And yet the fact remains that hill stations were a part of the imperial apparatus that allowed the British to rule India. They served as vital centres of political and military power, especially after the 1857 revolt. Shimla demonstrates quite clearly that the history of this quintessential hill station was profoundly shaped by its political role as the so-called summer capital of India. Viceroys and their councils spent at least twice as many months each year in Shimla as they did in Calcutta, the historic capital of the Raj.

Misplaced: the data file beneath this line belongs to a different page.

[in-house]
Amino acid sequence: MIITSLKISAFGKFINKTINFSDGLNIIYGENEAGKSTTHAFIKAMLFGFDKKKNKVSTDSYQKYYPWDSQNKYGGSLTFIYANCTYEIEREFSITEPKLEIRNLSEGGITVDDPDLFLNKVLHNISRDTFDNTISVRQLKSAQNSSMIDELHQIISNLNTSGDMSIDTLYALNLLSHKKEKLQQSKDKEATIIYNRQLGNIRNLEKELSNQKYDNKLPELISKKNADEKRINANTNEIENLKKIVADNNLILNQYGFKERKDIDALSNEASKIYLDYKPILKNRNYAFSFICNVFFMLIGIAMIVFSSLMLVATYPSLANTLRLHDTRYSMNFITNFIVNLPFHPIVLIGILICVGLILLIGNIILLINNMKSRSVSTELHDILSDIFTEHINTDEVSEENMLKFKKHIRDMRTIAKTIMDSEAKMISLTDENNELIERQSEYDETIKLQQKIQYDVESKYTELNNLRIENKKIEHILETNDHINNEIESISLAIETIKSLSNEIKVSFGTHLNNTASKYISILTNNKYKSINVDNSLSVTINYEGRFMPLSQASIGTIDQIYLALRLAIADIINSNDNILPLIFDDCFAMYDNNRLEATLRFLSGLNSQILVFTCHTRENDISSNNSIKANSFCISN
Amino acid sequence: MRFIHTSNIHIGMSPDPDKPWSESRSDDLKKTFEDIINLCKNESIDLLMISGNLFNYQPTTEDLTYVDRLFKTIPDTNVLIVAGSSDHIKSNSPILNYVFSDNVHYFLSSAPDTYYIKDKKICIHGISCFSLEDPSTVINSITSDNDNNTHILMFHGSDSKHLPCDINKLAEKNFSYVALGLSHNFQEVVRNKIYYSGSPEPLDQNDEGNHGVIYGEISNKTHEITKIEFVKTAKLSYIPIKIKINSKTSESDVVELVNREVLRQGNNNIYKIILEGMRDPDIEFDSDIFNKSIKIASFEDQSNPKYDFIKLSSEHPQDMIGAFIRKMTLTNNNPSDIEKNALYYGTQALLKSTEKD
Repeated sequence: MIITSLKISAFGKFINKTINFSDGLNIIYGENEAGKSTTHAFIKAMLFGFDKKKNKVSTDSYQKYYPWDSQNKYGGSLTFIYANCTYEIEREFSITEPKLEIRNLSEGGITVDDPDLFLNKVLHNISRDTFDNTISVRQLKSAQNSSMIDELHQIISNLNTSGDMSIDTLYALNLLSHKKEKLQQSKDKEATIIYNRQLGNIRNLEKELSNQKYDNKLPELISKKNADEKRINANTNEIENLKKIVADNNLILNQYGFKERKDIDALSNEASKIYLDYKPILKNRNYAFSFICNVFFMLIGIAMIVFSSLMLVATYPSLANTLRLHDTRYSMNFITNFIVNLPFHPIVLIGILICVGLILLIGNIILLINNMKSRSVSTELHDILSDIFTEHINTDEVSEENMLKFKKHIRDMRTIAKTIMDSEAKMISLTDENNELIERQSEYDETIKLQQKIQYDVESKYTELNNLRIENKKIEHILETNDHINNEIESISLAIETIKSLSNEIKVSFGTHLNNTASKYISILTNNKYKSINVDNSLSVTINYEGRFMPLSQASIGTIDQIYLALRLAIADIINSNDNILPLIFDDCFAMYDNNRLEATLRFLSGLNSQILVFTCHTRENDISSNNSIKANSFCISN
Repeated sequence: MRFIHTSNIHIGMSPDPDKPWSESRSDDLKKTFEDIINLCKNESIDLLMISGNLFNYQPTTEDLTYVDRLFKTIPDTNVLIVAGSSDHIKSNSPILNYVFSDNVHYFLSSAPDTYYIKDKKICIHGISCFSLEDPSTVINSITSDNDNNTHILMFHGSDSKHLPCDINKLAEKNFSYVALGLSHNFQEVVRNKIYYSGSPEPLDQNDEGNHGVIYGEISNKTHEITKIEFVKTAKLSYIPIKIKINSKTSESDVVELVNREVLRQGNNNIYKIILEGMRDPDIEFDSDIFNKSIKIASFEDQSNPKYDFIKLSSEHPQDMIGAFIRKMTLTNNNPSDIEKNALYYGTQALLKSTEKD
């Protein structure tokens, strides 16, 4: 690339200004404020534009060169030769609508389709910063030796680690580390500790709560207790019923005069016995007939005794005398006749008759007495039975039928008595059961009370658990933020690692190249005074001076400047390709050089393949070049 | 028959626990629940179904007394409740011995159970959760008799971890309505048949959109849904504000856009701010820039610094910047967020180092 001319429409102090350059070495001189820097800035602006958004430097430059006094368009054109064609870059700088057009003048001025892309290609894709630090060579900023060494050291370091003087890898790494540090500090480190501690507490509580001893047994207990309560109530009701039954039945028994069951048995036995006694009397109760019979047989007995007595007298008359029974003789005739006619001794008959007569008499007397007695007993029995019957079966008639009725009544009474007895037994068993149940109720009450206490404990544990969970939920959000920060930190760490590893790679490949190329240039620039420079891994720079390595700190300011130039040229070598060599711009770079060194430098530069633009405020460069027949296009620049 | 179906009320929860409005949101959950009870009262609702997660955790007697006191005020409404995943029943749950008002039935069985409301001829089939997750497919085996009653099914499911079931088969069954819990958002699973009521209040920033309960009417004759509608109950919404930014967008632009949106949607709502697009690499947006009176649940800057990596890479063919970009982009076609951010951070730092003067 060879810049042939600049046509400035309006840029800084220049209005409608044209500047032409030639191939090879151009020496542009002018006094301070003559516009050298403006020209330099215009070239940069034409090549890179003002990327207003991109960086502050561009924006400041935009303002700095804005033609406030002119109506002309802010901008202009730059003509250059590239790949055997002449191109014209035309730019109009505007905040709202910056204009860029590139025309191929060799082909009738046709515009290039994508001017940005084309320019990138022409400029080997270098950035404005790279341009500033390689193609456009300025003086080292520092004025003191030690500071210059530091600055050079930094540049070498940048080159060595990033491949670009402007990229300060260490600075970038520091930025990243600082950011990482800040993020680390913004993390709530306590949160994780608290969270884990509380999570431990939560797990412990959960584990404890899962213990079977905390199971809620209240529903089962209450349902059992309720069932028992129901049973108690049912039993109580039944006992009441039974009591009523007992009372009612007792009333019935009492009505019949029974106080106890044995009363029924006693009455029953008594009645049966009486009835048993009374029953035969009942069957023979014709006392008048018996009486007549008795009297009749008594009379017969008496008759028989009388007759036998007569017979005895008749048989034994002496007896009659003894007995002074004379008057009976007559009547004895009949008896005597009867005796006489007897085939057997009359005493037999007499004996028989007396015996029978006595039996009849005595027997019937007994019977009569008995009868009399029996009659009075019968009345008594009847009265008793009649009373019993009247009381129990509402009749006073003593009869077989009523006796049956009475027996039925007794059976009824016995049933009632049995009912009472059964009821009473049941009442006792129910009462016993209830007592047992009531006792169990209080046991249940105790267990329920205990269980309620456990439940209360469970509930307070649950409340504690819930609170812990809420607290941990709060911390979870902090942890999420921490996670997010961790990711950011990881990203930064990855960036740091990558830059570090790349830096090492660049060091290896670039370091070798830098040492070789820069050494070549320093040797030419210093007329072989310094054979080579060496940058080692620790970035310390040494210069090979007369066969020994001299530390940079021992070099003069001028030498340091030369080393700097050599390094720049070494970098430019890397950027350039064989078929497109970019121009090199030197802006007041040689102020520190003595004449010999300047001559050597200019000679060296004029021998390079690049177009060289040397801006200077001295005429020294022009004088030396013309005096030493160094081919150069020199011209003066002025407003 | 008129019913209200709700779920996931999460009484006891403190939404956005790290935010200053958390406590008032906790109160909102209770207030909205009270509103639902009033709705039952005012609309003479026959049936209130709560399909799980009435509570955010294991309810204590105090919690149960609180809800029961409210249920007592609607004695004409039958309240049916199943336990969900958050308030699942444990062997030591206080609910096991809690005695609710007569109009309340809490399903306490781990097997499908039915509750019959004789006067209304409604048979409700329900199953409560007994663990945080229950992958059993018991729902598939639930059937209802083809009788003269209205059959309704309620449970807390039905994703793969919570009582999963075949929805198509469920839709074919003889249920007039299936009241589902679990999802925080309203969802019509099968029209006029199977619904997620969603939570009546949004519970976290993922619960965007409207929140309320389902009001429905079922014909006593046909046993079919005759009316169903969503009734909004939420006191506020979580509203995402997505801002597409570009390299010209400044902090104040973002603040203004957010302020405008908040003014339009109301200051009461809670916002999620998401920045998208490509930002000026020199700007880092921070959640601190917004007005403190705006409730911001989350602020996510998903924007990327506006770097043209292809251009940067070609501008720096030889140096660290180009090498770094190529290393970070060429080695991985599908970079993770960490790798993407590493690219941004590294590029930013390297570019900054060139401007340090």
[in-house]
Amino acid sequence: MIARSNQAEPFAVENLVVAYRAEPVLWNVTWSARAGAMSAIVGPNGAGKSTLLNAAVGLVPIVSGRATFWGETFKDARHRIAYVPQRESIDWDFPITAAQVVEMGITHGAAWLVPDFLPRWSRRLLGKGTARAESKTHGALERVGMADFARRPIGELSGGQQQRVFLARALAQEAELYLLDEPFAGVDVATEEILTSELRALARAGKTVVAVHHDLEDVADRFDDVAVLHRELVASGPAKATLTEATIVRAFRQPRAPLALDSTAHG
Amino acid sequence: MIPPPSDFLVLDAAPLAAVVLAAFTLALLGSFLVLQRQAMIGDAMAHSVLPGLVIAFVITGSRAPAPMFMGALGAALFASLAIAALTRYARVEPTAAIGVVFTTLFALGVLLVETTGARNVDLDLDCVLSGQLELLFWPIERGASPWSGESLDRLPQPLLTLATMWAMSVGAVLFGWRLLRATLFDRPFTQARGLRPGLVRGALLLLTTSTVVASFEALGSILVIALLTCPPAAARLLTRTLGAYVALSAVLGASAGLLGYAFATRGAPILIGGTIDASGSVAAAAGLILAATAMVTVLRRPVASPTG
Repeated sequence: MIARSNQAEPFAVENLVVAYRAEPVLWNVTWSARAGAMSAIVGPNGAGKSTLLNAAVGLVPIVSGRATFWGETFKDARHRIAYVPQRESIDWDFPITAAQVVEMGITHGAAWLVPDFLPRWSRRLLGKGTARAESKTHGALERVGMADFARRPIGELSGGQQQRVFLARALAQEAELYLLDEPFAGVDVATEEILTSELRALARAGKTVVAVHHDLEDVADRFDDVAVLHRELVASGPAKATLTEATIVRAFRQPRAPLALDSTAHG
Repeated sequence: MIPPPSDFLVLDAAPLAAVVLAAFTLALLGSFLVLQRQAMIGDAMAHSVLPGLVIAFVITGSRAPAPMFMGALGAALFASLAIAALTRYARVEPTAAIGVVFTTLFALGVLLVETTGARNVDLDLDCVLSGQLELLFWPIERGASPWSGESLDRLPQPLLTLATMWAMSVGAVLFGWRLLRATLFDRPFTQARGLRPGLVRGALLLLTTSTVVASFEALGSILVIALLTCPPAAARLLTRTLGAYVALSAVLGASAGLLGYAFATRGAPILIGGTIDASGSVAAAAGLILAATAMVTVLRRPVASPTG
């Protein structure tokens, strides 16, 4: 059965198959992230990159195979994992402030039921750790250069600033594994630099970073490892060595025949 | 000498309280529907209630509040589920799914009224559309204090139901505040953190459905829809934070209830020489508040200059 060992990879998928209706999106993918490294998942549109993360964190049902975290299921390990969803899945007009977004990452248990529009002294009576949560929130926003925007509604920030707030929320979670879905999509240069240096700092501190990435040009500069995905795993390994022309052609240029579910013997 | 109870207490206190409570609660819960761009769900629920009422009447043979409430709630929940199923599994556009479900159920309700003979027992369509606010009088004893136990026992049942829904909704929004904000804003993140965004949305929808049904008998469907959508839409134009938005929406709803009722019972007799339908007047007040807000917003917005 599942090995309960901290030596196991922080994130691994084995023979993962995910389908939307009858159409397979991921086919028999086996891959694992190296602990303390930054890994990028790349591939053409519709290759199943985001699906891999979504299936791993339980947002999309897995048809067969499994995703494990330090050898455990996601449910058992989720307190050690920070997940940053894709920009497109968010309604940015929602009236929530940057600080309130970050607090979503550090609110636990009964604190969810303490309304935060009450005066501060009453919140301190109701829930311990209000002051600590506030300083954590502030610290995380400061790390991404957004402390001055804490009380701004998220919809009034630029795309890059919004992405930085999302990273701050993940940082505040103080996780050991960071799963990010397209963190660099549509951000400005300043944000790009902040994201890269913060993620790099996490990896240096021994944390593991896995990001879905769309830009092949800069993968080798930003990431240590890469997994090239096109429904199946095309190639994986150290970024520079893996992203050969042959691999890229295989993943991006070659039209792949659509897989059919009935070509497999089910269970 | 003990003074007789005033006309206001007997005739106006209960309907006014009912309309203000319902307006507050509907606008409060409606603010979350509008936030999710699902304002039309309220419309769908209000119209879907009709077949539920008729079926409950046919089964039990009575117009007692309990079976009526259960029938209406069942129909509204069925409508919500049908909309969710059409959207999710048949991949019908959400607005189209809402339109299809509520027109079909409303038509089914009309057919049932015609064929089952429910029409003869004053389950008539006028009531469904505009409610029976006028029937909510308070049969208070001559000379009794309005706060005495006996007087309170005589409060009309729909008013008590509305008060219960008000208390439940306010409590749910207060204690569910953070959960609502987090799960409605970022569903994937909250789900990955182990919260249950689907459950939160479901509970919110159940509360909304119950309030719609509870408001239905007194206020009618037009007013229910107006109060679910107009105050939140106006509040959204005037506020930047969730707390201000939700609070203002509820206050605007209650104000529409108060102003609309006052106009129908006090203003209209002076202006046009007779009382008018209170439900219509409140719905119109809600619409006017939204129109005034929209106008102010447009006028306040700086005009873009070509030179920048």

At the regional level as well, the governments of Bengal, Bombay, Madras, Assam, United Provinces and Central Provinces built the hill stations of Darjeeling, Mahabaleshwar, Ootacamund, Shillong, Naini Tal, and Pachmarhi as their summer headquarters. However, many of them did not possess any official purpose – like Kodaikanal, Matheran, Mussoorie and many others. Some were satellites built around bigger hill stations – for example Dagshai, Jatog, Kasauli, Solan, Sabathu (military cantonments around Shimla).